‘Too much academic pressure’ worries Singaporean parents more than anyone else in the world: Survey

Singaporean parents listed excessive academic pressure as their top source of anxiety about their children at school.
The Straits Times

Excessive academic pressure on children and the impact of cost of living on their future have shown to be the most notable sources of worry for Singapore parents, a recent survey revealed.

According to the 2018 edition of the Global Parents’ Survey, Singapore has the highest percentage of parents in the world who list academic pressure and financial factors as top anxieties about their children at school and their future.

The survey was conducted by media company Ipsos MORI on behalf of global charitable organisation Varkey Foundation.

It involved interviews with 27,380 parents across 29 countries using an online survey, of which 1,000 parents in Singapore were polled.

Data obtained was adjusted to allow the survey to be representative of parents of children aged four to 18 receiving education, with equal views from mothers and fathers.

The survey revealed that 56% of Singaporean parents say their children facing too much academic pressure concerns them the most, followed by money and cost of living (54%) as well as them getting a job and having a successful career (53%).

In terms of proportion, Singaporean parents have far surpassed the global average for excessive academic pressure (30%) and cost of living (34%) as reasons for worry.

With regards to anxiety about their children at school, excessive academic pressure ranks higher than other factors such as happiness (52%), mental well-being (48%), personal safety (24%) and ability to make friends (22%).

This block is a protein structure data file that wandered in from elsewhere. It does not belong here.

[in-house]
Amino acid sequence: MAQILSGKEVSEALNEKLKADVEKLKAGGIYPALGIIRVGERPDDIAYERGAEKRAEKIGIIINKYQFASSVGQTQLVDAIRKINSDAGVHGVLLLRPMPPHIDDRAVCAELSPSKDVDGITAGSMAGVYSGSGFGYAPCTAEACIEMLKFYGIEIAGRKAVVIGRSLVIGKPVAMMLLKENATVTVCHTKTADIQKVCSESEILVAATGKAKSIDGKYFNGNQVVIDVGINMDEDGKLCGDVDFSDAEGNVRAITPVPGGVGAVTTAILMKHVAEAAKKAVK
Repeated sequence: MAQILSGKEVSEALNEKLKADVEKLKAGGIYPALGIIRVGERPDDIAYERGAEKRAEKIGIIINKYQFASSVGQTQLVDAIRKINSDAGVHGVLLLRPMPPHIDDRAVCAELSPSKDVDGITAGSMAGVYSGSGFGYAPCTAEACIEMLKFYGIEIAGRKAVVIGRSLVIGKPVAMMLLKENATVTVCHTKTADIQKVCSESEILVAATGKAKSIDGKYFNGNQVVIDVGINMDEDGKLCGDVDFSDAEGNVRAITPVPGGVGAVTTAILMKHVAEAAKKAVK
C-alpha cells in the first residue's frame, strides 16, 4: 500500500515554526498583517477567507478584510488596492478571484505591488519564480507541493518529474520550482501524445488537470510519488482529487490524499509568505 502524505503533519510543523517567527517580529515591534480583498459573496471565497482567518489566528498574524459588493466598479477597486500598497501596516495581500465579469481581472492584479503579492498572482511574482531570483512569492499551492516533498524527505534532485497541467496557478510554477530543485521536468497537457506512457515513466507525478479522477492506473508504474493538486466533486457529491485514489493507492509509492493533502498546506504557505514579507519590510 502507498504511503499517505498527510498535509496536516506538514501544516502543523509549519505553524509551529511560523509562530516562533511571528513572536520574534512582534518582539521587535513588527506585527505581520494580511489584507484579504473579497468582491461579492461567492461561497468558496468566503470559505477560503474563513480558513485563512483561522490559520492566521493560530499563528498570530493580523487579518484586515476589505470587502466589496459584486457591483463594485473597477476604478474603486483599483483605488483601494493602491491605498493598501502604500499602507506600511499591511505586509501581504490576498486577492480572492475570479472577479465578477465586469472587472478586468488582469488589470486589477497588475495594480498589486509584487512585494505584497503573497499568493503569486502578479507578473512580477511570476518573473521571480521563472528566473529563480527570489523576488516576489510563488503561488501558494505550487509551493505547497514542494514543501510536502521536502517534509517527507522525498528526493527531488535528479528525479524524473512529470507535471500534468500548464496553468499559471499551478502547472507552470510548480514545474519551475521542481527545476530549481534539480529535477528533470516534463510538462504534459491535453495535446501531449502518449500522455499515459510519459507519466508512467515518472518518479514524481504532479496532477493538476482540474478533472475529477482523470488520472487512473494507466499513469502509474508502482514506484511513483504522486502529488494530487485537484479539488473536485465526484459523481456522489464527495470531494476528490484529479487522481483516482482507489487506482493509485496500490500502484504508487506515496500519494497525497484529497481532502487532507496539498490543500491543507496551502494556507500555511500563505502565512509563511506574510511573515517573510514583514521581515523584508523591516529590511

It’s not all bad news as Singaporean parents are ranked among the most optimistic in the world about the outlook for education in their own country.

Around two-thirds (70%) of Singaporean parents say education standards have improved in the last 10 years, higher than any other country surveyed apart from India (72%), and tied with China (70%).

Parents also rated the quality of their children’s schools to be either “fairly good” or “very good” while 73% of parents gave the same rating for quality of free to attend government-funded schools.

“This supports the country’s number 1 ranking out of 70 countries in PISA,” the survey said.

PISA (Programme for International Student Assessment) is an international survey that evaluates education systems worldwide through testing the skills and knowledge of 15-year-old students.